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Re: Ding doing nothing

From: Marcin Borkowski
Subject: Re: Ding doing nothing
Date: Sun, 11 Jan 2015 14:27:48 +0100

On 2015-01-09, at 22:47, Bob Proulx <> wrote:

> Marcin Borkowski wrote:
>> Well, it does not...  Maybe I should just live with it (and turn the
>> "visual bell" on).
> There are a lot of reasons why the tty bell might not ring on modern
> computer systems.  Sven already noted that it uses the PC speaker.
> Usually that has really harsh binary output audio suitable only for
> very limited noise making.  A lot of modern computers don't even have
> a PC speaker these days.  It is considered obsolescent hardware having
> been replaced by a sound card with speakers.  On several of my
> computers there isn't any PC speaker present.  Therefore on those
> systems there can't be a traditional tty bell that rings through the
> PC speaker.
> In addition to the older Linux kernel module pcspkr there is a newer
> module that uses snd_pcsp.  On my system in order to prevent the tty
> bell I have to blacklist both of those kernel modules.
> On my Debian Sid system the tty bell is routed through the sound card
> speakers.  This uses ALSA.  There is an alsa mixer control for Beep.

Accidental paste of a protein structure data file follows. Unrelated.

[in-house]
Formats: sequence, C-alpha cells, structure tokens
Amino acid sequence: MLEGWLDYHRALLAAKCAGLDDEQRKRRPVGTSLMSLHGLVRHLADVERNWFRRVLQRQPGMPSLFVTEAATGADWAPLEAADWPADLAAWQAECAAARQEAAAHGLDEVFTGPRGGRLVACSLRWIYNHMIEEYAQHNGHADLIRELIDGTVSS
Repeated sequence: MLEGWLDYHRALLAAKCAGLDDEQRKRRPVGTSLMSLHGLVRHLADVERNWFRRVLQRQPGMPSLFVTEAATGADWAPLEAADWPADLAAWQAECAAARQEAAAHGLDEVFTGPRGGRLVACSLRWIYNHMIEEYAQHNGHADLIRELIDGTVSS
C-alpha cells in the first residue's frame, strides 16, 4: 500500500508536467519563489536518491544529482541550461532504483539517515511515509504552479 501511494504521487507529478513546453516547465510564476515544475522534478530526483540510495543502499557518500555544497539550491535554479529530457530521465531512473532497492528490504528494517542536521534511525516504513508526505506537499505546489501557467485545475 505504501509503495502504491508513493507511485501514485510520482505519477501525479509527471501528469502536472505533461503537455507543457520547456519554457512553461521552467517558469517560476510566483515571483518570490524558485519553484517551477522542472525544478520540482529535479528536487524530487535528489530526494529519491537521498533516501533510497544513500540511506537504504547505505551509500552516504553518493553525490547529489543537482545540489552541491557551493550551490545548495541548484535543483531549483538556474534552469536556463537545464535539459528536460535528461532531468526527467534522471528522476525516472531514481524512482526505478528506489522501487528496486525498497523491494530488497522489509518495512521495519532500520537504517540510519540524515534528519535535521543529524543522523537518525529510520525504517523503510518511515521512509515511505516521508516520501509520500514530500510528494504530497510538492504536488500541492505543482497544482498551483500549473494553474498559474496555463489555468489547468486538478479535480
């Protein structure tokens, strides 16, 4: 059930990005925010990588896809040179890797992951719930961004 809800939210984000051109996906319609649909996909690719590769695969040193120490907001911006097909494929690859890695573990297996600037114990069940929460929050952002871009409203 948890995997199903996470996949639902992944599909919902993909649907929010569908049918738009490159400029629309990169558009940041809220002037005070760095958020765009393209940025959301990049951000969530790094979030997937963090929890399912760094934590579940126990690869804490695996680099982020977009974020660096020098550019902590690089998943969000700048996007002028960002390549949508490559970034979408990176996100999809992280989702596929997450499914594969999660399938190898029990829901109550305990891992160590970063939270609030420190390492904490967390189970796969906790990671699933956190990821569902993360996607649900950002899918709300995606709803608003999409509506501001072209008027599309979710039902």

> In the alsa control it may be muted or unmuted.  Try looking for that
> control.
>   amixer scontrols
>   amixer get Beep
>   amixer set Beep 50% unmute
> It is possible that you have PulseAudio installed which will override
> all of the audio controls.  I won't say anything more other than on my
> system in order to get a working sound system I need to remove PA.  YMMV.
> So first I would really check that your system has the hardware
> capability for ringing the terminal bell.  It might not.
> On a system with a working terminal bell the following will ring the
> bell in a simple and automatable way.  It basically emits ASCII
> character 7 the BEL character.  In Emacs every C-g (control-g is the
> ascii 0x7 BEL character) rings the bell.  But this can be done in a
> loop while testing and debugging.
>   printf "\a"
>   while sleep 1; do printf "Ding! \a\n"; done
> As for looking at the bell configuration if you are running X then
> check 'xset q' for bell information.  It might be disabled in X.
> On my system:
>   $ xset q | grep bell
>     bell percent:  50    bell pitch:  400    bell duration:  100
> You mentioned visual bell.  If you are using screen then it also
> interprets the BEL character too.  If you are using ssh to a remote
> system and screen there then it is still the local terminal that
> handles the tty bell, if it receives the ASCII BEL 7 character.
> I have seen BIOS configurations that allow for enabling and disabling
> the PC Speaker.
> There are so many ways for it to be blocked that it is hard to have a
> single cookbook way of controlling every possibilty.  All I can do is
> suggest to get to the lowest level available for debugging and then to
> wish you good luck.
> Good Luck!
> Bob

Thanks for your input!

Somehow it started to work.  Strange.

Anyway, would it be a good idea to redefine (ding) to e.g. fire aplay
with some wav file?  I mean: would this work?  I guess that if some code
invokes (ding), it would; but what if that code is byte-compiled, for
instance?  Should it then be compiled again?


Marcin Borkowski
Faculty of Mathematics and Computer Science
Adam Mickiewicz University

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